Johnny Cash: “Folsom Prison Blues,” from Johnny Cash and his Hot and Blue Guitar, 1957 Sun Records
Johnny Cash: “Get Rhythm” single released (B-Side) 1956, Sun Records
Johnny Cash: “I Walk The Line,” from Johnny Cash and his Hot and Blue Guitar, 1957 Sun Records
Johnny Cash: “Ring of Fire” from Ring of Fire: The Best of Johnny Cash, 1963 Columbia Records
Bob Dylan: “House of the Rising Sun,” from Bob Dylan, 1962 Columbia Records
Bob Dylan: “Song to Woody,” from Bob Dylan, 1962 Columbia Records
Bob Dylan: “Talkin’ New York Blues,” from Bob Dylan, 1962 Columbia Records
Bob Dylan: “Hard Rain’s a Gonna Fall,” from The Freewheelin’ Bob Dylan, 1963 Columbia Records
Bob Dylan: “Blowin’ in the Wind,” from The Freewheelin’ Bob Dylan, 1963 Columbia Records
Bob Dylan: “Oxford Town,” from The Freewheelin’ Bob Dylan, 1963 Columbia Records
Bob Dylan: “Only a Pawn in Their Game,” from The Times They Are A-Changin’, 1964 Columbia Records
Bob Dylan: “Like a Rolling Stone,” from Highway 61 Revisited, 1965 Columbia Records
The Byrds: “Mr. Tambourine Man” (Written by Bob Dylan), from Mr. Tambourine Man, 1965 Columbia Records
Jimi Hendrix: “All Along the Watchtower” (Written by Bob Dylan), from Electric Ladyland, 1968 Reprise Records
Manfred Mann: “The Mighty Quinn” (Written by Bob Dylan), from The Mighty Quinn, 1968 Fontana Records
Guns N’ Roses: Knockin’ on Heaven’s Door” (Written by Bob Dylan), from Use Your Illusion II, 1992 Geffen Records
Beck: “Leopard Skin Pillbox Hat” (Written by Bob Dylan), from War Child Presents: Heroes, 2009 Astralwerks Records
Rage Against the Machine: “Maggie’s Farm” (Written by Bob Dylan), from Renegades, 2000 Epic Records
Bob Dylan: “Subterranean Homesick Blues,” from Bringing it All Back Home, 1965 Columbia Records Books
Dawidoff, Nicholas (1997): In the Country of Country: A Journey to the Roots of American Music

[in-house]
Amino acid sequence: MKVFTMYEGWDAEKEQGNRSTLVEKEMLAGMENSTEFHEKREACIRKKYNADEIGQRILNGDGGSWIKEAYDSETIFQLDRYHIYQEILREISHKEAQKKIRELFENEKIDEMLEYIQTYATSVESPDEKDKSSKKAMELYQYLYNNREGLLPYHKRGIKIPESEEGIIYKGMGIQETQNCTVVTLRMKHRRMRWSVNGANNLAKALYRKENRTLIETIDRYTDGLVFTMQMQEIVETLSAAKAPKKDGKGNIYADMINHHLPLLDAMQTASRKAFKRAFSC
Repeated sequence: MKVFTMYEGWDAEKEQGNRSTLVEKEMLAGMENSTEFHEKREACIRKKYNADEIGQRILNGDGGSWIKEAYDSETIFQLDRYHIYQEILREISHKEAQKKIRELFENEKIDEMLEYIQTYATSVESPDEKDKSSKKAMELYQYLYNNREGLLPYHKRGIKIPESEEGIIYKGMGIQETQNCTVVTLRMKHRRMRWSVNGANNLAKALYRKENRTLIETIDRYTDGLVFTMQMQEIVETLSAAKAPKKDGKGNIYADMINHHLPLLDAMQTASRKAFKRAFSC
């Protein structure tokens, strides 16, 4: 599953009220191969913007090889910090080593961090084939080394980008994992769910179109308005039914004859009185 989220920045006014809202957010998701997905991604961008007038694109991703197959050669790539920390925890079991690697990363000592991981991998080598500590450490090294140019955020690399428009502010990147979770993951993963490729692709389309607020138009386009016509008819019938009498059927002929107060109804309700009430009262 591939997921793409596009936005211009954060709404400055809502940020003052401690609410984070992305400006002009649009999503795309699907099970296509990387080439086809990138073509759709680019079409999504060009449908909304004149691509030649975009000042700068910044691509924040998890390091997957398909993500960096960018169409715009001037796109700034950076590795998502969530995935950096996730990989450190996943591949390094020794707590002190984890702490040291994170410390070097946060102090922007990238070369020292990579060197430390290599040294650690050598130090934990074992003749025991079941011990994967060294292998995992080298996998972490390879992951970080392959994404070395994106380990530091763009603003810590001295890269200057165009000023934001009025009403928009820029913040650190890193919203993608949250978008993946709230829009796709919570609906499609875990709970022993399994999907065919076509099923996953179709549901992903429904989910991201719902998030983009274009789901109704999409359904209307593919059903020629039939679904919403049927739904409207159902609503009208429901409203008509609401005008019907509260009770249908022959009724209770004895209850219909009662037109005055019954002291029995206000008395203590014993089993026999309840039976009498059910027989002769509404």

Dylan, Bob (2004): Chronicles, Volume 1
Guralnick, Peter (2015): Sam Phillips: The Man Who Invented Rock N Roll
Guthrie, Woody (1943): Bound for Glory
Hentoff, Nat (2010): Fifty years of Playboy Interviews: Bob Dylan (Note: interviews first published in 1968 and 1976)
Hilburn, Robert (2014): Johnny Cash: The Life
Prial, Dunstan (2006): The Producer: John Hammond and the Soul of American Music
Rotolo, Suze (2004): A Freewheelin’ Time: A Memoir of Greenwich Village in the Sixties
Shelton, Bob: (1986, revised 2010): No Direction Home: The Life and Music of Bob Dylan
The Wild One, directed by Laszlo Benedek, 1953 Columbia Pictures
Walk The Line, directed by James Mangold, 2005 Twentieth Century Fox
No Direction Home, directed by Martin Scorsese, 2005 Paramount Pictures
The Other Side of the Mirror: Bob Dylan at the Newport Folk Festival, directed by Murray Lerner, 2007 BBC Films
Online Sources, by Topic in Order of Appearance
Country Music Hall of Fame and Museum, Nashville: http://countrymusichalloffame.org
Reviews of the Dylan & Cash and the Nashville Cats Exhibit:
Huntington's Disease Society of America: http://hdsa.org
Sound by John Michael Berry
For more info please visit - http://www.milliondollarsmusic.com/